Wednesday, April 27, 2011

Mental Indigestion: "Animal Charm: Golden Digest" (1996)

I have a Bachelor of Arts degree in Broadcasting. If you ever need help with video or audio equipment from 1992, I'm your guy. Back in college, we used to have to sit and watch video projects from other Broadcasting students. Most of these, including my one and only foray into music video directing, were awful. It's nice to see Jim Fetterley and Rich Bott made one of their own terrible pieces of video and turned it into an undeserved career.

"Animal Charm: Golden Digest" is almost impossible to explain (and watch). Fetterley and Bott have taken old VHS footage from a variety of sources like training videos and infomercials, and combined them into a montage that runs ninety-six minutes. You might be thinking, as I did, "oh, cool, a bunch of bad videos edited together in a fun and watchable way!" You, and I, would be wrong.

While I am not sure what these guys' final outcome was supposed to be, I can say that what is on the screen is not good. The clips have a random order to them. There is no rhyme or reason to the collection, and the occasional titles to the clips do not help. Were Fetterley and Bott serious, trying to make a statement about our screen-centric society? Well, they failed. Were they trying to make a wacky collection, going for laughs? Failed again. I wanted to shut this off seven minutes in because it made me sad, and I knew I still had an hour and a half of this to go.

Here's a prime example of what almost worked: in one scene, footage involving Q-Tips is edited together. One shot shows a cotton swab going into a person's nostril, then pulled out. The next shot shows a swab cleaning a cat's ear, and finally another shot has a swab being used on what looks like a container of bacteria, before (looking like it's) going back into the person's nose. I actually laughed, and thought that the film makers finally came up with a joke and punchline. Then, the video process repeated itself again and again and again. Any humor was lost. The entire DVD is like that- a nonsensical looping of snippets that instantly bore. You'd sleep, but the annoying audio samplings and music will make your eardrums rupture. This officially marks the last time I rent a disc from Netflix' Independent- Experimental list.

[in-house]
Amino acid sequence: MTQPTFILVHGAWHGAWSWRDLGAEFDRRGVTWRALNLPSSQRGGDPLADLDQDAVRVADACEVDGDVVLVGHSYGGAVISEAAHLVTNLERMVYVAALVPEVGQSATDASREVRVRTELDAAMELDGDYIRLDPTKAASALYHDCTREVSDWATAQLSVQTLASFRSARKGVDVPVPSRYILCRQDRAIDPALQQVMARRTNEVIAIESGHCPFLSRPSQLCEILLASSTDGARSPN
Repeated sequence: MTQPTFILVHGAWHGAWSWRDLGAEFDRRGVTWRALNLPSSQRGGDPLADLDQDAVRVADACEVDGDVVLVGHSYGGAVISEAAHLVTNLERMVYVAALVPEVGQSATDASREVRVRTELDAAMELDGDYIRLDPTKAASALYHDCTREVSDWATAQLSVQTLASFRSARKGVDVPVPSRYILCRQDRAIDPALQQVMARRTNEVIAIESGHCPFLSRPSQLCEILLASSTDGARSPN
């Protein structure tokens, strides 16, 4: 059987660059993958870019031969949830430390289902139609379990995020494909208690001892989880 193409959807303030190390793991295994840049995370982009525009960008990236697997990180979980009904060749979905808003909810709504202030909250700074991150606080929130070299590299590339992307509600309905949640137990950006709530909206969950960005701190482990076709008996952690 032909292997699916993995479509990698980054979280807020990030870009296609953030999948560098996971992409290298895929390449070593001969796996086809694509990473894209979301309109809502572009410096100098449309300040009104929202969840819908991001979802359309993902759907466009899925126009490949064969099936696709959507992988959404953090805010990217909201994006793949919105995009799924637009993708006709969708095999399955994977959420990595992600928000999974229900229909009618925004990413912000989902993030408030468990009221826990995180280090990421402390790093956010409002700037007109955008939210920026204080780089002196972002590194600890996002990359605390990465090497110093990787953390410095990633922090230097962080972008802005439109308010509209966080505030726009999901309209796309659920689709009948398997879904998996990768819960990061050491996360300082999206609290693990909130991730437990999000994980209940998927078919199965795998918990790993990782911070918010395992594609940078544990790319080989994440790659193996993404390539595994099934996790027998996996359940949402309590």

All you film makers out there, and former Broadcasting students who are not using their degrees and want a way back in, try what Fetterley and Bott failed at. The disc will inspire you to scour the thrift stores in search of all those VHS tapes, and I'm betting you could put together something funnier and more entertaining...but if you have a song like "Sunshine Kitty" that you are dying to perform, then stop. I will hunt you down and eat your soul. (*) out of five stars.